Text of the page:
“There is a chance an additional 20,000 deaths caused by breast cancer could be prevented annually if the duration of breastfeeding increases to one year per child amongst women in high-income countries including New Zealand, or to two years per child in low and middle income countries,” Mrs Alianmoghaddam says.

“In New Zealand the rates of exclusive breastfeeding at six months continue to decline, while health professionals, especially midwives and lactation consultants, are actively involved in promoting and supporting six months exclusive breastfeeding.

“For example, in New Zealand in 2014, more than eight out of ten infants were exclusively breastfed at discharge from hospital, 42 per cent at three months and only 16 per cent at six months. This number is far below WHO’s health target of 50 per cent for six months exclusive breastfeeding rates.”

Health benefits

Despite widespread consensus regarding the health benefits of exclusive breastfeeding for mother and baby, prevalence is very low worldwide. According to the World Health Organisation in 2016, increased breastfeeding rates can avert 800,000 child deaths and provide savings of $300 billion (US) each year across the world. Consequently, promoting breastfeeding especially increasing the rate of exclusive breastfeeding at six months from the current rate of 38 per cent to at least 50 per cent by 2025 has become a global health target.

“The key conclusion of our paper is the importance of breast cancer awareness in reproductive age women. We should educate our girls and young women about the method of breast self-examination and about the early signs of breast cancer. We should educate mothers about the health benefits of breastfeeding for themselves, highlighting the protective effect of breastfeeding on the occurrence of breast cancer in breastfeeding mothers. All mothers should be encouraged and supported to breastfeed their children for a longer duration regardless of having a history of breast cancer,” Mrs Alianmoghaddam says.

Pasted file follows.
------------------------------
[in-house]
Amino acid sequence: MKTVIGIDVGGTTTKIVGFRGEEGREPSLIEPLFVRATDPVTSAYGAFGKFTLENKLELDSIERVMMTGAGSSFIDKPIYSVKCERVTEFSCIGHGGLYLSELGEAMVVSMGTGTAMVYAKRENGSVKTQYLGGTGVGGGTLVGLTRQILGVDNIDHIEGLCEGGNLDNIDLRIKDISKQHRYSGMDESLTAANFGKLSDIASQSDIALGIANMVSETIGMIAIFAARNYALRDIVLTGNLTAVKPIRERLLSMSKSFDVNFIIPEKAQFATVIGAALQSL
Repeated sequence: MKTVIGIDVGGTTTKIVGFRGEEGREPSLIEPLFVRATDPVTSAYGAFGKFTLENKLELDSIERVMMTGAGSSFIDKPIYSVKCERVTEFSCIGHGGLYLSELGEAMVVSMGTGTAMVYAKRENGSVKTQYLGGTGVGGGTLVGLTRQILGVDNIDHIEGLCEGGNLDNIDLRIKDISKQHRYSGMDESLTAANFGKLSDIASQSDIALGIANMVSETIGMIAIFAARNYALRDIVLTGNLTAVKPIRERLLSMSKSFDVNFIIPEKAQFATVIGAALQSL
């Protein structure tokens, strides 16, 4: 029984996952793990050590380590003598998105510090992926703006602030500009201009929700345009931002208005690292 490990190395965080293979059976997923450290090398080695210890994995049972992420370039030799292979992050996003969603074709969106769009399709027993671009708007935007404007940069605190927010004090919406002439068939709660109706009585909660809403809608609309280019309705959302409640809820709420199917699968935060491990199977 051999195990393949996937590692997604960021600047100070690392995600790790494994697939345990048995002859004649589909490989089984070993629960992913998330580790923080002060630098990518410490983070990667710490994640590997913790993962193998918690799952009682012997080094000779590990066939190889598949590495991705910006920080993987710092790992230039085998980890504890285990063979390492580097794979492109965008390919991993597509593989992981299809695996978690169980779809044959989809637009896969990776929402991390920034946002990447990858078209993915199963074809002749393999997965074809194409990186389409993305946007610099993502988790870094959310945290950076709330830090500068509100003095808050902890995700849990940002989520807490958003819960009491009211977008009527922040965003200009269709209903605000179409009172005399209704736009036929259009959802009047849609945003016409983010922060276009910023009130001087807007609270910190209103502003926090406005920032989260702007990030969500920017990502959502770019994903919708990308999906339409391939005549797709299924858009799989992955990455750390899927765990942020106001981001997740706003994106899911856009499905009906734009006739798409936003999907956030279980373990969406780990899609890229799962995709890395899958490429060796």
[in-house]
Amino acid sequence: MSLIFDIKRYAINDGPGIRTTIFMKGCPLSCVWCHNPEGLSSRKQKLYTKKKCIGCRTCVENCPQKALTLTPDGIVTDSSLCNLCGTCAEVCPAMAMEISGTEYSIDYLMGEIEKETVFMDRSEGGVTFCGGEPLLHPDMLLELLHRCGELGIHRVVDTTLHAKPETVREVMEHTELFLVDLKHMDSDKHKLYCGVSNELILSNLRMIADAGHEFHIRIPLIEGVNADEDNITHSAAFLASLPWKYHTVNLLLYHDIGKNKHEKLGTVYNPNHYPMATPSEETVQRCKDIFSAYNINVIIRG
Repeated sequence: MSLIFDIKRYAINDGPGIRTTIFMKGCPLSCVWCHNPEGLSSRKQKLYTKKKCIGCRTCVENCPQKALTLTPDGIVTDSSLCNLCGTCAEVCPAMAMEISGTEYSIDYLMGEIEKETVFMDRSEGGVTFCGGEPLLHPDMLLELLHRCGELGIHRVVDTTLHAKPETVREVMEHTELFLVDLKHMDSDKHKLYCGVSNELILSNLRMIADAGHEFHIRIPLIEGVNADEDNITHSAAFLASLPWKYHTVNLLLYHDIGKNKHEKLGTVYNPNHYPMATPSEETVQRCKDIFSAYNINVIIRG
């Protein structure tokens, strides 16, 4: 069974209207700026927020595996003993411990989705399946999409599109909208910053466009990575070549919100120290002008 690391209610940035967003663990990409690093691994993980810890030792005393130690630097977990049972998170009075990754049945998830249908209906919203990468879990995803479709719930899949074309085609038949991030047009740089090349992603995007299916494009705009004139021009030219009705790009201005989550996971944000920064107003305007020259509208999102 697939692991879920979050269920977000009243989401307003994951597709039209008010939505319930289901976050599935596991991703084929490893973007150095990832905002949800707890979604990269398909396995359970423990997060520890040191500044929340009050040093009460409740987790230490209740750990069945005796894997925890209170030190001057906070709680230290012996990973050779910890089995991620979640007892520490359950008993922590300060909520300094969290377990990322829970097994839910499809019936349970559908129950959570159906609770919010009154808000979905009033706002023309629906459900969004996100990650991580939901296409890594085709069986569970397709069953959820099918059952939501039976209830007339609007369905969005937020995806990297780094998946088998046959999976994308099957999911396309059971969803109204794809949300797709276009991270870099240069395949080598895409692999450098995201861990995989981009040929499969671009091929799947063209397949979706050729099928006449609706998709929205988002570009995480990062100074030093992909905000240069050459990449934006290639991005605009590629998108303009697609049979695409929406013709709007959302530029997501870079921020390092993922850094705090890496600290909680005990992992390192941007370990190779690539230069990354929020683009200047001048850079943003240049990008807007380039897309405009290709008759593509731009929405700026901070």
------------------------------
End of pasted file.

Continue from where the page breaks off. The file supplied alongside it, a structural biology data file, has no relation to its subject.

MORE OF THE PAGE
“Patients under 40 years of age make up about 5 per cent of the overall breast cancer population in the United States. In New Zealand, in 2011, more than 11 per cent of breast cancer patients were aged 25 to 44. However, in developing countries, including Arab countries, that rises to half of the breast cancer patients being in the reproductive age range.

“For successful breast conserving therapy, breast cancer needs to be detected in the early stages, but detection in childbearing age women is challenging. Although mammography can save lives via diagnosing breast cancer about five years earlier than clinical examinations, it is less efficient in reproductive age women for several reasons including high rates of false negative results, breast density and over-diagnosis,” she says.

Mrs Alianmoghaddam is a Registered Midwife and PhD candidate of Midwifery at Massey’s School of Public Health. Her doctoral research is about promoting six months exclusive breastfeeding in New Zealand. Her doctoral supervisors are Dr Suzanne Phibbs, senior lecturer for the School of Public Health, and Associate Professor Cheryl Benn, a Registered Midwife an International Board Certified Lactation Consultant (IBCLC).

Massey University